Unfortunately, your browser is too old to work on this website. Please upgrade your browser
Skip to main content

Today’s young people have the poorest mental health of any age group in the UK, whereas two decades ago the reverse was true. Now, one in three (34%) people aged 18–24 are reporting symptoms of ‘common mental disorders’ (eg anxiety and/or depression). This figure rises to 41% for young women. 

Our young people’s future health inquiry set out to understand the experiences that shape the lives of people aged 12–24, helping or hindering their health outcomes as they transition to adulthood. So, what have we found?

Young people today are growing up in a world where it’s hard to secure the building blocks vital to their current and future health – such as money in their pockets, a place to call home, feeling supported and part of a community. With a tough job market, the cost-of-living crisis, lasting impacts from the pandemic, more expensive housing and a lack of community spaces, it’s no wonder young people are reporting higher levels of loneliness and poor mental health than other generations.

Not all young people are at equal risk of experiencing poor mental health

Poverty is a significant driver of mental health problems for young people and their families. Our Emotional Support for Young People programme has shown that poverty also reduces a family’s bandwidth to provide children with the emotional support they need to develop into a healthy adulthood.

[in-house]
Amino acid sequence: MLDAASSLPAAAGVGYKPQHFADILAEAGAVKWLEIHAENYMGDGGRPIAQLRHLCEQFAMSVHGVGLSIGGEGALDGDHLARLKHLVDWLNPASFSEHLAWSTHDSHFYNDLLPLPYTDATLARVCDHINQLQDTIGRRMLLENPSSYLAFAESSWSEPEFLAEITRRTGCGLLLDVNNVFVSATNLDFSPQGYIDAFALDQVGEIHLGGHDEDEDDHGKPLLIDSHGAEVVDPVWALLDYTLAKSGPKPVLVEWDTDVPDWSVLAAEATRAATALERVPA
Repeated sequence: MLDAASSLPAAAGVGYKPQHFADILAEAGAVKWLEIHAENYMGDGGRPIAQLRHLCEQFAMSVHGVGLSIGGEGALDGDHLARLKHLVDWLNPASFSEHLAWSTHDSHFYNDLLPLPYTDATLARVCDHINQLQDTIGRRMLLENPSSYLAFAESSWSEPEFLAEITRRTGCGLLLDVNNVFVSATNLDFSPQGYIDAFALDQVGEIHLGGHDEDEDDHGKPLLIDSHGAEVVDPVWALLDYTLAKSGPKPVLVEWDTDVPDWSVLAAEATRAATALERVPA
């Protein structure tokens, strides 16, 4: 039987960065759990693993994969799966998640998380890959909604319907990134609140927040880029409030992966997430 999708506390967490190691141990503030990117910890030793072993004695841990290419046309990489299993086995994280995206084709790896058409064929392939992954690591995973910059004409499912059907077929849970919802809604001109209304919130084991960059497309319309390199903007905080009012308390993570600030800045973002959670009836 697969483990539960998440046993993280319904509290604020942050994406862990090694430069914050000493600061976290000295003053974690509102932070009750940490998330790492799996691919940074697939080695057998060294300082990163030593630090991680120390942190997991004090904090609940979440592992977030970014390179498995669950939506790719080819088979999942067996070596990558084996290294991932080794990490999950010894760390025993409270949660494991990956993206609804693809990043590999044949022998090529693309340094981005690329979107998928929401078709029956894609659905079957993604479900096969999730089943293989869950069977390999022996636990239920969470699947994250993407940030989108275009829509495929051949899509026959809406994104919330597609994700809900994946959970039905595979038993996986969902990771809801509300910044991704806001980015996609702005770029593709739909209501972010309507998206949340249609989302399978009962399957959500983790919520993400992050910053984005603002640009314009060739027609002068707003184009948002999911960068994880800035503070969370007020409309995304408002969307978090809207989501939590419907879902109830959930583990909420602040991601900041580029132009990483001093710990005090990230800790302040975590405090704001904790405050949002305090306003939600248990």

Surveys from NHS Digital suggest that children and young people from more socioeconomically deprived backgrounds are more likely to experience a ‘probable mental disorder’. Children aged 8–16 with a ‘probable mental disorder’ were more than twice as likely to live in a household that had fallen behind with rent, bills or mortgage (18.7%) than those unlikely to have a mental disorder (6.8%).

There are particular concerns around rates of mental ill health among young adults. And for girls and young women aged 17–25, rates of mental ill health are twice as high as for their male counterparts.

As part of our young people’s inquiry, we funded five organisations to explore how young people are experiencing the building blocks of health. The final report, We’ve only just begun (recently published by the Resolution Foundation), looks at the links between young people’s mental health, education and employment. It finds that non-graduates are particularly likely to have poor mental health and be out of work (or experiencing low pay): 79% of people aged 18–24 who are out of work due to ill health have qualifications at only GCSE level or below.

Ill health and economic insecurity form a vicious cycle for young people

Further research is needed to fully understand the range of complex, interlinked factors driving the youth mental health crisis. But evidence from recent Health Foundation-funded work gives important insight into how employment and economic insecurity affect young people’s mental health.